Federal Rule of Civil Procedure 55 governs the entry of defaults and default judgments. See Lowe v. McGraw-Hill Cos., Inc., 361 F.3d 335, 339 (7th Cir. 2004). Prior to obtaining a default judgment under Rule 55(b)(2), there must be an entry of default as provided by Rule 55(a). See Wolf Lake Terminals, Inc. v. Mut. Marine Ins. Co., 433 F.Supp.2d 933, 941 (N.D. Ind. 2005). Under Rule 55(a), the clerk is to enter the default of a party against whom a judgment is sought when that party has failed to plead or otherwise defend. Yong-Qian Sun v. Bd. of Trs., 473 F.3d 799, 811 (7th Cir. 2007). The clerk has done so here. [DE 9]. Accordingly, the court may now enter a default judgment under Rule 55(b)(2). However, the court must exercise its discretion in doing so. O'Brien v. R.J. O'Brien & Assocs., Inc., 998 F.2d 1394, 1398 (7th Cir. 1993). A default judgment is justified when “the defaulting party has exhibited a willful refusal to litigate the case properly, ” as evinced by “a party's continuing disregard for the litigation and for the procedures of the court” and a “willful choice not to exercise even a minimal level of diligence.” Davis v. Hutchins, 321 F.3d 641, 646 (7th Cir. 2003).

         A default judgment is warranted here. In the six months since this case was filed, Ms. Eckert has not appeared or given any indication that she intends to defend the action, despite having been served with the complaint and the entry of default. That reflects a willful refusal to litigate the case, warranting a default judgment.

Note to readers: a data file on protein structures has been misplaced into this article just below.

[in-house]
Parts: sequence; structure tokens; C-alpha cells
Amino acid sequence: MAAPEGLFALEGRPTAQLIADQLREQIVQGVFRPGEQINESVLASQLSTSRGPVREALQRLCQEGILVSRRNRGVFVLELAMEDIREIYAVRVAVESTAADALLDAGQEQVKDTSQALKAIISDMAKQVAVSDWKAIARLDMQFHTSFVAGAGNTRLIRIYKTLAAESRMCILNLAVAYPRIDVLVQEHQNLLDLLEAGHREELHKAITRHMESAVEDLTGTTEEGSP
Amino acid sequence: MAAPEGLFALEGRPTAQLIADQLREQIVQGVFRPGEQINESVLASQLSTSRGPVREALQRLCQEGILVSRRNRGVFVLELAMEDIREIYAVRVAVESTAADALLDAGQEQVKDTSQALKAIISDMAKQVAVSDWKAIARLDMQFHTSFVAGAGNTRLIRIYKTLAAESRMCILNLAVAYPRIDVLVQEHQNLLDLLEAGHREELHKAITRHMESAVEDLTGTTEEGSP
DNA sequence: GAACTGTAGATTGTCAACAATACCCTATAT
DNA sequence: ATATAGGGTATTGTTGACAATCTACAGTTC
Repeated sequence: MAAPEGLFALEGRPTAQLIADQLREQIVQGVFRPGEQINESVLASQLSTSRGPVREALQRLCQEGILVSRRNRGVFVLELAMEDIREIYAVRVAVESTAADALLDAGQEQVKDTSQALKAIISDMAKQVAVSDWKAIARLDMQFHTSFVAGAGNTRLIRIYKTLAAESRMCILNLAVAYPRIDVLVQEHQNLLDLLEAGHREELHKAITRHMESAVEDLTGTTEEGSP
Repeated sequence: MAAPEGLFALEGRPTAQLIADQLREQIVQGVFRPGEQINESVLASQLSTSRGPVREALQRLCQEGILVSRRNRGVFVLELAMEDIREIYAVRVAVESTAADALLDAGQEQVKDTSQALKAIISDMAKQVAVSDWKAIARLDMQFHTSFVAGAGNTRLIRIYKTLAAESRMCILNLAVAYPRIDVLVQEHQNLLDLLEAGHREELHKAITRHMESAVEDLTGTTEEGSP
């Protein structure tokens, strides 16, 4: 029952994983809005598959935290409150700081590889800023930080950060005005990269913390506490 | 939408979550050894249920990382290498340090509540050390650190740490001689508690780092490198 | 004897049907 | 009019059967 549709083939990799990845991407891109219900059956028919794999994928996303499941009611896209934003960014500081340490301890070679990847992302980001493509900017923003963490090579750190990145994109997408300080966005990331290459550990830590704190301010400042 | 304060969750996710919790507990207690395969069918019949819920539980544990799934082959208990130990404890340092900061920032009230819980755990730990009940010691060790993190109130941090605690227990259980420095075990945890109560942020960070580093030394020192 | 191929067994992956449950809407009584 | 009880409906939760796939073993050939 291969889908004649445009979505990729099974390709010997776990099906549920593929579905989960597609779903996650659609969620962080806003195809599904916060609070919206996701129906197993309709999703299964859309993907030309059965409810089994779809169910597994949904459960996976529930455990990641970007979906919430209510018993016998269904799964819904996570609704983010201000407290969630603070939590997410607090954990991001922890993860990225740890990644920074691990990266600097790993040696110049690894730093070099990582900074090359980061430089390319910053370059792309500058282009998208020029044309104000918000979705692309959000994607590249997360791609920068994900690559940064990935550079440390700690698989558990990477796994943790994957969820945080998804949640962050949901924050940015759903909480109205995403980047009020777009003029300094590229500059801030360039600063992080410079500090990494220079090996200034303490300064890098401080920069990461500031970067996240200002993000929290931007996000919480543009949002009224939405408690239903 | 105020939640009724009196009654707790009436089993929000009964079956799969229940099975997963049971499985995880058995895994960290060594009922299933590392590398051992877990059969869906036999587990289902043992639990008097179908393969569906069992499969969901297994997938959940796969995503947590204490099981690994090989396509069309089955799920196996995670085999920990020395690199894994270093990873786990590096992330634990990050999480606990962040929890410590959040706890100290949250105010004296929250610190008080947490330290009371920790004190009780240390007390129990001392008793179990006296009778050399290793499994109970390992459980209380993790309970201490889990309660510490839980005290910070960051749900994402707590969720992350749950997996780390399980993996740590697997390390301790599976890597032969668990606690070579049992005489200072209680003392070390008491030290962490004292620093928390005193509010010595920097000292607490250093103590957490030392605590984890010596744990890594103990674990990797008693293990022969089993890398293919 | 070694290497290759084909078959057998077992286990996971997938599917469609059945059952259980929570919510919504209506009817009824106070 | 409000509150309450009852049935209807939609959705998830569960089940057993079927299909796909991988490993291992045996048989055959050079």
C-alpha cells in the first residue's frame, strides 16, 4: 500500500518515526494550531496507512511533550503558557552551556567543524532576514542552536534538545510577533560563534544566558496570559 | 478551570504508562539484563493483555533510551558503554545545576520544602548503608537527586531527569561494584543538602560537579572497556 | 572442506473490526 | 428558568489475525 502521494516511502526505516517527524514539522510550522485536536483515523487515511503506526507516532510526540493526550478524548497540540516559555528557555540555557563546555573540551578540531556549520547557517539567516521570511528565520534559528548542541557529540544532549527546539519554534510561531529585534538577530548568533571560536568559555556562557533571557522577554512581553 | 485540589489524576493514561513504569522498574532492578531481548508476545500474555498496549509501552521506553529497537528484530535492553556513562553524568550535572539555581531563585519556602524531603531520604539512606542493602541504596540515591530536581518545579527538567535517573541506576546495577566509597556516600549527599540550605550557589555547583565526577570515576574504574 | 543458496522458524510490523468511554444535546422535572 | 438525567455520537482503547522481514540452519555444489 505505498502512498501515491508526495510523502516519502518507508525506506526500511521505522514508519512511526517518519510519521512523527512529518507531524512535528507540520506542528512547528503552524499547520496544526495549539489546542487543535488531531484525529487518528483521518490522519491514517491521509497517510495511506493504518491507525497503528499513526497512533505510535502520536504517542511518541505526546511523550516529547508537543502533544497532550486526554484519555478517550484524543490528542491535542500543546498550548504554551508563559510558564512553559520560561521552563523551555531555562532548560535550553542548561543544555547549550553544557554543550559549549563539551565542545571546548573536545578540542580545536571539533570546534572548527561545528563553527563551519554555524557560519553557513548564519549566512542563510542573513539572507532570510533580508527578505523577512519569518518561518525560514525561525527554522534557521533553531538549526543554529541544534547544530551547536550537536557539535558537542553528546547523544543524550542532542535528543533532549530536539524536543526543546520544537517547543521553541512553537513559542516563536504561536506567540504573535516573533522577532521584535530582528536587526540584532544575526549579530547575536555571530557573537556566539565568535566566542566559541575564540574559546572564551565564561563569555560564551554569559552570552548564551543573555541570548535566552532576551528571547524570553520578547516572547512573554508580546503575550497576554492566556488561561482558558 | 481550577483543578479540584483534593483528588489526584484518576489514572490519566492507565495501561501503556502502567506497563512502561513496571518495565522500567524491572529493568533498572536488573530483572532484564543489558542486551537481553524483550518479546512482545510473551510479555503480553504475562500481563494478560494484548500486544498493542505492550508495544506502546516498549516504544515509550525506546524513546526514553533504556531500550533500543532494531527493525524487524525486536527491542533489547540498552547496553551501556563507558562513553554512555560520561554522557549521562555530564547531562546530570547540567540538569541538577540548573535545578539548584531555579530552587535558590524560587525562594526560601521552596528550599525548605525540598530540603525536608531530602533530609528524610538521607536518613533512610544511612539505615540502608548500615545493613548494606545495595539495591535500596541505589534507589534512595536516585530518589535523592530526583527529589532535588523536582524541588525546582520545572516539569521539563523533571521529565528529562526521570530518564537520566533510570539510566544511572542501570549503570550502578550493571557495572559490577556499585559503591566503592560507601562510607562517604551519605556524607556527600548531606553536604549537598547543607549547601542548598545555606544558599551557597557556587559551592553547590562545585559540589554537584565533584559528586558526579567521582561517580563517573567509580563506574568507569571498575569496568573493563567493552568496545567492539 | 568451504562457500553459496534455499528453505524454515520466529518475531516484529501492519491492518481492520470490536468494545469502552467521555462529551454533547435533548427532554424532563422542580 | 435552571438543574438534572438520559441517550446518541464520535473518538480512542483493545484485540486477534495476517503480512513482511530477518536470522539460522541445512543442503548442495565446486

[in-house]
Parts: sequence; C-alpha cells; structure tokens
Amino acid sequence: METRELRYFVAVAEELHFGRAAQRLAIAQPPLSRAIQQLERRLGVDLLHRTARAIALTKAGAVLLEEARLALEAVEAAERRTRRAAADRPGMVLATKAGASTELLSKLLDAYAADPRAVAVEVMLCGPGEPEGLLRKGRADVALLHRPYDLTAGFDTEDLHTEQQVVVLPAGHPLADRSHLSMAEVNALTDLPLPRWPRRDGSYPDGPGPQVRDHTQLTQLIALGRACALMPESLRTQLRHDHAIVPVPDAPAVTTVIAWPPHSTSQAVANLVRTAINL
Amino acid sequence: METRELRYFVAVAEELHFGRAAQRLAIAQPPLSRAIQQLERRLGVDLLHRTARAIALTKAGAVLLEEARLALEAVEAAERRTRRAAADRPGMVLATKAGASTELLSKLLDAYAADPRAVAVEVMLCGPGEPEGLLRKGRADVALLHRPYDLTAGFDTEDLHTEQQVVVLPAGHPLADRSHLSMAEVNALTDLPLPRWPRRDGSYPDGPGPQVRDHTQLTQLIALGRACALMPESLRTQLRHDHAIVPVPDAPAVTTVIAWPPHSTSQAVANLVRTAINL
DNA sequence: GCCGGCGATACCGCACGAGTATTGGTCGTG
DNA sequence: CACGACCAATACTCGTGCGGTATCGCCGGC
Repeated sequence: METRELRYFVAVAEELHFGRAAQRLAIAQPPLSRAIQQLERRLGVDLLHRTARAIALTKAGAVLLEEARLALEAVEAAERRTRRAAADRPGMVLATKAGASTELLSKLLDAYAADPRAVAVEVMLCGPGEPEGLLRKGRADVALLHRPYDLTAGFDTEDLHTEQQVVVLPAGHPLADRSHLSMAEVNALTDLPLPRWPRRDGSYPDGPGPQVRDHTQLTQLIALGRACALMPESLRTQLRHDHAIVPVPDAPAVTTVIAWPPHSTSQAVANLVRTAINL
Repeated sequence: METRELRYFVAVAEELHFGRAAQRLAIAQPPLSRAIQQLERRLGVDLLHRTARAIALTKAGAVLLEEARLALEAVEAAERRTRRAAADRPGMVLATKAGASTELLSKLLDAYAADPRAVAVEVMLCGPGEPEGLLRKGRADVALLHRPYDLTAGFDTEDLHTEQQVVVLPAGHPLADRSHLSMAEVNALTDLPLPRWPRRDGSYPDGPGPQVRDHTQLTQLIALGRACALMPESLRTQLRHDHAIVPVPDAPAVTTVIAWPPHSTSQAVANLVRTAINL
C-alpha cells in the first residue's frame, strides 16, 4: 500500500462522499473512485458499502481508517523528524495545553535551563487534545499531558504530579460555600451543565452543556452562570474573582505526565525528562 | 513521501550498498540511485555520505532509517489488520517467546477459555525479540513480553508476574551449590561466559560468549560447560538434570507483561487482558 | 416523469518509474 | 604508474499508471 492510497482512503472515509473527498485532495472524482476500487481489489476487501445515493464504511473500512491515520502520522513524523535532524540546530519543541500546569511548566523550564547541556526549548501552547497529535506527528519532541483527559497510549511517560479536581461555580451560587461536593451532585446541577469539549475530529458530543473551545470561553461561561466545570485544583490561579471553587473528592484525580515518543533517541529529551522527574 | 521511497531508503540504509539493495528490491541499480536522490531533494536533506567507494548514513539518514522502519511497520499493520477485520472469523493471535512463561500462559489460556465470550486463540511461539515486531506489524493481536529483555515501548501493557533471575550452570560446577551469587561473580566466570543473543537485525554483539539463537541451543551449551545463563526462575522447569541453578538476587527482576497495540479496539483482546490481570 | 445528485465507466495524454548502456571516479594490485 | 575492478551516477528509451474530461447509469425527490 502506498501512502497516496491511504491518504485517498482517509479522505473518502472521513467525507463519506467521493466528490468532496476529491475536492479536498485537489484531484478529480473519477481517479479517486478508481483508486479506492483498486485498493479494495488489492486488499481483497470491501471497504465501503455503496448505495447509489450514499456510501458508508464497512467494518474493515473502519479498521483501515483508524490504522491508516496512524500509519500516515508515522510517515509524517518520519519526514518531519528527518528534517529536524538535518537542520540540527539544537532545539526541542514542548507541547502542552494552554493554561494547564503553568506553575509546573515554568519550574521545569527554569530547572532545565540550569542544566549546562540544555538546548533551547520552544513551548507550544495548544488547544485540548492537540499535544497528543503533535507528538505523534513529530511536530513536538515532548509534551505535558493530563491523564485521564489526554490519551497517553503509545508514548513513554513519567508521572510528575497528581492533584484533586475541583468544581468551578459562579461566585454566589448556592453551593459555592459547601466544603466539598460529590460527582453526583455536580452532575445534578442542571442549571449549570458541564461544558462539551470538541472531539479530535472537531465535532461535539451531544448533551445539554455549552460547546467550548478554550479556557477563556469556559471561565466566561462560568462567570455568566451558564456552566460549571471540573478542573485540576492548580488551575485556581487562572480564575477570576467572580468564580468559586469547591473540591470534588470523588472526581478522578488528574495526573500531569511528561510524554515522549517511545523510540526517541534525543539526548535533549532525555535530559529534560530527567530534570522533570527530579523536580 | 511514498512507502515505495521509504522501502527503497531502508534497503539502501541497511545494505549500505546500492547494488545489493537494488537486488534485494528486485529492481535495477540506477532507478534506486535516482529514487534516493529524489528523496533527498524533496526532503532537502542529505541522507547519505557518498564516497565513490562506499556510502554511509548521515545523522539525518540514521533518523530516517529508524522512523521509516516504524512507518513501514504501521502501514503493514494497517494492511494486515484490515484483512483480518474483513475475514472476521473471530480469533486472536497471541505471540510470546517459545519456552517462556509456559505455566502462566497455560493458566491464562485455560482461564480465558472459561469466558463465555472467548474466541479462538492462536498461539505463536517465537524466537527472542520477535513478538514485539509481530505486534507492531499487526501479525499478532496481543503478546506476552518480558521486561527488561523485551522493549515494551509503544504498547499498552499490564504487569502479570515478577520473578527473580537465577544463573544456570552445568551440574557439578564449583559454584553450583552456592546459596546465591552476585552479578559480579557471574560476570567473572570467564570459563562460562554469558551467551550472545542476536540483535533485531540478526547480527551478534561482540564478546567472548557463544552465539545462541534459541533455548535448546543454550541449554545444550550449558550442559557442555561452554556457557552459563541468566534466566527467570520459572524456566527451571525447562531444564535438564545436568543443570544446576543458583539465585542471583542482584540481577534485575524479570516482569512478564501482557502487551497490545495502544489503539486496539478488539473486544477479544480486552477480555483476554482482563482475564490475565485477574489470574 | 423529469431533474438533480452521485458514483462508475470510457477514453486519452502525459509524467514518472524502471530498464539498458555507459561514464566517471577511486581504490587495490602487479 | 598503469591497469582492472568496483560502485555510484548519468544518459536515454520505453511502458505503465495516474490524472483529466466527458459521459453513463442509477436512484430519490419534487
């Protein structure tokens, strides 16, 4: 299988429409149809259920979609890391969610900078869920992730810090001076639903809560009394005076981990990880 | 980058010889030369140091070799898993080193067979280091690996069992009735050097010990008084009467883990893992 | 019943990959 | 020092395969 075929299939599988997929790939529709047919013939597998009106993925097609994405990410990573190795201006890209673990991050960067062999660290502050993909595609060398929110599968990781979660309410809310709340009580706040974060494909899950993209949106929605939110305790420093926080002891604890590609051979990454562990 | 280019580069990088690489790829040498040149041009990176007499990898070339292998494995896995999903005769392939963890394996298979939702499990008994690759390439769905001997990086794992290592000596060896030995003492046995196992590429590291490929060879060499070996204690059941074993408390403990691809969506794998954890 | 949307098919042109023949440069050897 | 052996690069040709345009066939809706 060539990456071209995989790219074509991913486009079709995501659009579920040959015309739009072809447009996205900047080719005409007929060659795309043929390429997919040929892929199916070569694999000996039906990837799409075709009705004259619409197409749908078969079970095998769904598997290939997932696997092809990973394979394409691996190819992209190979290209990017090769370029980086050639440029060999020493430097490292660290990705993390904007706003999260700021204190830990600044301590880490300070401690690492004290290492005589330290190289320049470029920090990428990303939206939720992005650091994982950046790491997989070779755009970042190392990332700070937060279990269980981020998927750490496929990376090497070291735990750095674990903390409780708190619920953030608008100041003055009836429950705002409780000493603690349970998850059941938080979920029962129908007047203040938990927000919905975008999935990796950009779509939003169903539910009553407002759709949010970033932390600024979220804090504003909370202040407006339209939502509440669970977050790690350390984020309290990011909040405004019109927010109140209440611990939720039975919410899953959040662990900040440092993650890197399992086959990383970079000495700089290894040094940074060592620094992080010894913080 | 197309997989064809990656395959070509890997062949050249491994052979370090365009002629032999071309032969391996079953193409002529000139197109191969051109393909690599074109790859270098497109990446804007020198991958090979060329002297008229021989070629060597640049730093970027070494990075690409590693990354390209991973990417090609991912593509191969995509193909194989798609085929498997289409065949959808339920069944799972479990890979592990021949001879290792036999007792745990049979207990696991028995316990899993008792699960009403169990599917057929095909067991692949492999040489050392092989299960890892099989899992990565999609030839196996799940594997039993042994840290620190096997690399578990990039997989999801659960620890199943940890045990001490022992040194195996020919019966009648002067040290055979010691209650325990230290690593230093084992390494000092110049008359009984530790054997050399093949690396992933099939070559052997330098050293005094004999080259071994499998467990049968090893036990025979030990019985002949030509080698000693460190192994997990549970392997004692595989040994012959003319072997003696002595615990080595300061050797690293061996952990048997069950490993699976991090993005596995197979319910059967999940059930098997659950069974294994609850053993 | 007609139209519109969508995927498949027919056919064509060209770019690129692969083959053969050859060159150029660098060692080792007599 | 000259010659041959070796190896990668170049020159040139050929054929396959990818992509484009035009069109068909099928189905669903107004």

Upon a default judgment, all well-pleaded factual allegations of the complaint will be taken as true. Wehrs v. Wells, 688 F.3d 886, 892 (7th Cir. 2012). Here, the complaint alleges that Ms. Eckert signed a promissory note to secure a loan, but that she has failed to meet her obligations under the loan and is in default, and has failed to pay the outstanding amounts. Therefore, the United States has proven that it is entitled to judgment on its claim against Ms. Eckert.

         While the well-pleaded allegations of the complaint with respect to liability are generally taken as true, the amount of damages must still be proved. Wells, 688 F.3d at 892. The United States has met its burden in that respect with a declaration attesting to the outstanding balances. [DE 10-1]. Such a declaration signed under the penalty of perjury satisfies the United States' burden at this stage, O'Brien, 998 F.2d at 1404, so the Court finds that the United States is entitled to a default judgment in the amounts set forth in its motion.

         For those reasons, the Court GRANTS the motion for a default judgment. [DE 10].

         IT IS THEREFORE ORDERED THAT judgment is now entered in favor of the plaintiff, Unites States of America, against defendant, Alicia A. Eckert, in the sum of $123, 170.68, (principal of $64, 409.07, costs of $.00, and interest of $58, 761.61 through December 5, 2017); IT IS FURTHER ORDERED THAT judgment is now entered in favor of the plaintiff, United States of America, for interest on the principal after December 5, 2017 to date of judgment at the rate of 8.25% per annum;

         IT IS FURTHER ORDERED THAT post-judgment interest shall accrue at the legal rate pursuant to 28 U.S.C. § 1961(a) and shall be computed daily and compounded annually from the date of execution of this judgment until paid in full; and IT IS FURTHER ORDERED THAT the United States of America shall have judgment for $400.00 for costs of the suit: including but not limited ...